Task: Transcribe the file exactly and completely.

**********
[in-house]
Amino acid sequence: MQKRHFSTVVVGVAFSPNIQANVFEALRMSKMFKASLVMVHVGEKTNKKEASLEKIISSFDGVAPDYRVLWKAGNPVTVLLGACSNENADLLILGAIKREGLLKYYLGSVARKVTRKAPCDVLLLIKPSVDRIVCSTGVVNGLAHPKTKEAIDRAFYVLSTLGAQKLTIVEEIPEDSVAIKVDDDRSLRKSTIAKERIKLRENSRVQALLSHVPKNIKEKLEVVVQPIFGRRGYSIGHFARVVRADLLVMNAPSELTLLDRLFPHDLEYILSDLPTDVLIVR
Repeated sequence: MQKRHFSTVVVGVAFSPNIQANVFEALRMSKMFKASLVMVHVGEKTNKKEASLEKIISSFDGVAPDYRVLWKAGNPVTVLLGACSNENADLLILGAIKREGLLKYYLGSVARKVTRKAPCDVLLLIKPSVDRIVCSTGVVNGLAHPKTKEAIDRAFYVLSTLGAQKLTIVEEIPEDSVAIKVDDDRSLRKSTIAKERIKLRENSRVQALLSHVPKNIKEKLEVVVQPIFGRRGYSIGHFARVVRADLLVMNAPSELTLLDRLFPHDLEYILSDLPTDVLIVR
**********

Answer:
[in-house]
Amino acid sequence: MQKRHFSTVVVGVAFSPNIQANVFEALRMSKMFKASLVMVHVGEKTNKKEASLEKIISSFDGVAPDYRVLWKAGNPVTVLLGACSNENADLLILGAIKREGLLKYYLGSVARKVTRKAPCDVLLLIKPSVDRIVCSTGVVNGLAHPKTKEAIDRAFYVLSTLGAQKLTIVEEIPEDSVAIKVDDDRSLRKSTIAKERIKLRENSRVQALLSHVPKNIKEKLEVVVQPIFGRRGYSIGHFARVVRADLLVMNAPSELTLLDRLFPHDLEYILSDLPTDVLIVR
Repeated sequence: MQKRHFSTVVVGVAFSPNIQANVFEALRMSKMFKASLVMVHVGEKTNKKEASLEKIISSFDGVAPDYRVLWKAGNPVTVLLGACSNENADLLILGAIKREGLLKYYLGSVARKVTRKAPCDVLLLIKPSVDRIVCSTGVVNGLAHPKTKEAIDRAFYVLSTLGAQKLTIVEEIPEDSVAIKVDDDRSLRKSTIAKERIKLRENSRVQALLSHVPKNIKEKLEVVVQPIFGRRGYSIGHFARVVRADLLVMNAPSELTLLDRLFPHDLEYILSDLPTDVLIVR